The court has been moving to water down the separate line for education between private and religious schools…
This case involved a Montana funding law applied to private and religious schools that was challenged…
“A state need not subsidize private education,” Roberts wrote. “But once a state decides to do so, it cannot disqualify some private schools solely because they are religious.”
The court’s four most consistent conservatives joined his opinion, while the court’s four liberals dissented.
….Montana was called before a Supreme Court increasingly skeptical of such stark lines between church and state. A majority of justices in 2017 said Missouri could not ban a church school from requesting a grant from a state program that rehabilitated playgrounds. They have since been joined by Justice Brett M. Kavanaugh, who has signaled other such restrictions deserve the court’s attention.
The challenge was brought by the libertarian law organization Institute for Justice on behalf of Kendra Espinoza, a single mother who sends her two children to a Christian school in Kalispell, Mt. The organization has made school choice a priority, and has strategized for years to get the Supreme Court to take on state constitutional amendments forbidding public aid to religious schools.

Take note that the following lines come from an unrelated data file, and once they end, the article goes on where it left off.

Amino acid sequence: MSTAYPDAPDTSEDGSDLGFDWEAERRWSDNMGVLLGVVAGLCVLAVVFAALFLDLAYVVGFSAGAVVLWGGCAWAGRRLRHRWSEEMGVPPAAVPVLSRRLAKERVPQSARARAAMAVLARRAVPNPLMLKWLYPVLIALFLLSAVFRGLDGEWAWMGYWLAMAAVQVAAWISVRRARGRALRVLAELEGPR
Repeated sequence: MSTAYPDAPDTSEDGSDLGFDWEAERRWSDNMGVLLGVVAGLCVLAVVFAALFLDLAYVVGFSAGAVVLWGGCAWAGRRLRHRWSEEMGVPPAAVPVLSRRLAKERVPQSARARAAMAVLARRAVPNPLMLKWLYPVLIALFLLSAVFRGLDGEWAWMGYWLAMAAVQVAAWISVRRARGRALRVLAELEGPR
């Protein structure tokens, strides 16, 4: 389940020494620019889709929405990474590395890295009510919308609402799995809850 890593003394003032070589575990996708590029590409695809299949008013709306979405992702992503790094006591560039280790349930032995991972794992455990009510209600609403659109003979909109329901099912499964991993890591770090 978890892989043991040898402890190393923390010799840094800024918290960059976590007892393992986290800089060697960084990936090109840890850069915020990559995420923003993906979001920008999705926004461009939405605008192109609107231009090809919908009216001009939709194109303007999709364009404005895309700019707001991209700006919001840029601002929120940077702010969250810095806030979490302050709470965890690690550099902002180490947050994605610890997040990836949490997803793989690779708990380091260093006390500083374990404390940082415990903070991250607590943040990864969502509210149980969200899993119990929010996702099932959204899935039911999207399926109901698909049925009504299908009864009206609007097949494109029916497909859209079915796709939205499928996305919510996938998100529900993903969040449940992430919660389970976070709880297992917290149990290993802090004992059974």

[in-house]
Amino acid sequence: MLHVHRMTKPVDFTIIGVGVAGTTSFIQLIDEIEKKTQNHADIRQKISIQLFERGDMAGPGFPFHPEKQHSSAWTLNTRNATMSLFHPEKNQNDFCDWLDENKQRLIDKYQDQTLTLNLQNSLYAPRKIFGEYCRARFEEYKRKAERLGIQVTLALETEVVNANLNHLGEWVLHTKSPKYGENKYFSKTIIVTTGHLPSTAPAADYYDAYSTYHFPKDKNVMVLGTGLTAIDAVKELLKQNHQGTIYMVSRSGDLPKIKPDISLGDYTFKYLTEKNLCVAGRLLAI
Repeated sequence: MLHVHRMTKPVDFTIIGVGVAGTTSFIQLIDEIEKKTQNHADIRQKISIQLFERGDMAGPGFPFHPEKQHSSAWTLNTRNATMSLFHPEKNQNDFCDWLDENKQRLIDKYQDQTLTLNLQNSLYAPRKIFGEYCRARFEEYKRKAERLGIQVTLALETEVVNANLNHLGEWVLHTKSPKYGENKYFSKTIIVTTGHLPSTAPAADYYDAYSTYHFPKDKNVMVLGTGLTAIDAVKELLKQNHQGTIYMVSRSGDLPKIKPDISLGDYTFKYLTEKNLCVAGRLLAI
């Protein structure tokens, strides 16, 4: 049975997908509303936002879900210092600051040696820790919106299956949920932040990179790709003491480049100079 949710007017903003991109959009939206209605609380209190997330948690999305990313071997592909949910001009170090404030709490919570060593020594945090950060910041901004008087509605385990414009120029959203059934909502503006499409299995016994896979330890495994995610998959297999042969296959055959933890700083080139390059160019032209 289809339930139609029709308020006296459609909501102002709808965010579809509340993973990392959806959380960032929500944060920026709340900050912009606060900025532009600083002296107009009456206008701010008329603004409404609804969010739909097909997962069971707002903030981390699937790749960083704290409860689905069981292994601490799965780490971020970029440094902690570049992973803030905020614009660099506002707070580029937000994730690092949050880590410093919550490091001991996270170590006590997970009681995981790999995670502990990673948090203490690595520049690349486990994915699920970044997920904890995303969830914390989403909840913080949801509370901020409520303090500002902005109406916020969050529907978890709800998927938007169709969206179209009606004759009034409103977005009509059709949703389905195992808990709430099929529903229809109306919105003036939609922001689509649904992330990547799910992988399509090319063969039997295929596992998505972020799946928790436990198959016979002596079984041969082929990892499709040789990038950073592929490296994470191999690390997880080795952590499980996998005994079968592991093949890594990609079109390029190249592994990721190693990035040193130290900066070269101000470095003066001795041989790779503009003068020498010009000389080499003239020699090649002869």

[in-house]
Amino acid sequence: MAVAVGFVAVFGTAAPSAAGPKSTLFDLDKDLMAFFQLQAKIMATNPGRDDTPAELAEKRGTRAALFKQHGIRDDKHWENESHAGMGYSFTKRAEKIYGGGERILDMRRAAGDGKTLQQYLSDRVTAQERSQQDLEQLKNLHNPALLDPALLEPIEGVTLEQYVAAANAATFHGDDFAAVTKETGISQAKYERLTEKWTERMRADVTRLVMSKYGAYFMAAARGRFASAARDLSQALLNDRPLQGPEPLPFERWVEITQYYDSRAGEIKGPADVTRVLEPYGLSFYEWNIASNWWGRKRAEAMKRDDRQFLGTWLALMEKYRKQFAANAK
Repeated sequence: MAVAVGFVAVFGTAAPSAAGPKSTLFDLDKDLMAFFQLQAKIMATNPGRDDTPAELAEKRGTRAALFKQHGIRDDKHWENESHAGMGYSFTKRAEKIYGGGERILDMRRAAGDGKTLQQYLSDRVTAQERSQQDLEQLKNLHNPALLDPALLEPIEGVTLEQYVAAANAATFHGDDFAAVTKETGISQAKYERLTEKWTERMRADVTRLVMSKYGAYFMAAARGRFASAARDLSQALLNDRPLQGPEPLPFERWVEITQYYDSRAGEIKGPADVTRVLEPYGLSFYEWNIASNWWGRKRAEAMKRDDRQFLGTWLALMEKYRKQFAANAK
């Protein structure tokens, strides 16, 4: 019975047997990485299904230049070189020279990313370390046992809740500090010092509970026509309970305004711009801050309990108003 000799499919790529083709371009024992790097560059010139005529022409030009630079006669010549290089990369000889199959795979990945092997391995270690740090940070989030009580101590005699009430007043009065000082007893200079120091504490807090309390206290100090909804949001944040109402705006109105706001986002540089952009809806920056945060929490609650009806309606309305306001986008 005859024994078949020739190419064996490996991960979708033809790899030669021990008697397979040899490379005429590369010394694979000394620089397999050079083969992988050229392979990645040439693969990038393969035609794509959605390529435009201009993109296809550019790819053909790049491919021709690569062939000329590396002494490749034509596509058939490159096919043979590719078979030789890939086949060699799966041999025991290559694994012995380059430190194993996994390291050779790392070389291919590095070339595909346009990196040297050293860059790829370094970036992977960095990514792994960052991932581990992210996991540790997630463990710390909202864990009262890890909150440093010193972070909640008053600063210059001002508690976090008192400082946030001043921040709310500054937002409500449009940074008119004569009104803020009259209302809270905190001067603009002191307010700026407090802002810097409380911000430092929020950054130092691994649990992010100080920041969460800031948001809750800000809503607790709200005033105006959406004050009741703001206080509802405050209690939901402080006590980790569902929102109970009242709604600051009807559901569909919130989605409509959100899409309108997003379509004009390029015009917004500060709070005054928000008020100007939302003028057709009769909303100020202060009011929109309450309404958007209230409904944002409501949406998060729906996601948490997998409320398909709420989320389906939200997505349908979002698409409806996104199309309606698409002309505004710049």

It has waged war on the “Blaine Amendments” that swept though the country in the 1800s on a wave of anti-Catholicism. Montana’s amendment was adopted in 1884, before the state was even admitted to the union.
The free-exercise clause of the First Amendment prohibits government from discriminating against religion, it says, including the parents who want to use the scholarship funds for schools that align with their faiths.
The Trump administration supported the plaintiffs, although it limited its arguments to the free-exercise clause.
Montana denied that its constitutional prohibition was about religious bigotry. It was included in a rewrite of the state constitution in 1972, and was meant both to insulate religion from government intrusion, and a desire to protect public schools, the state said….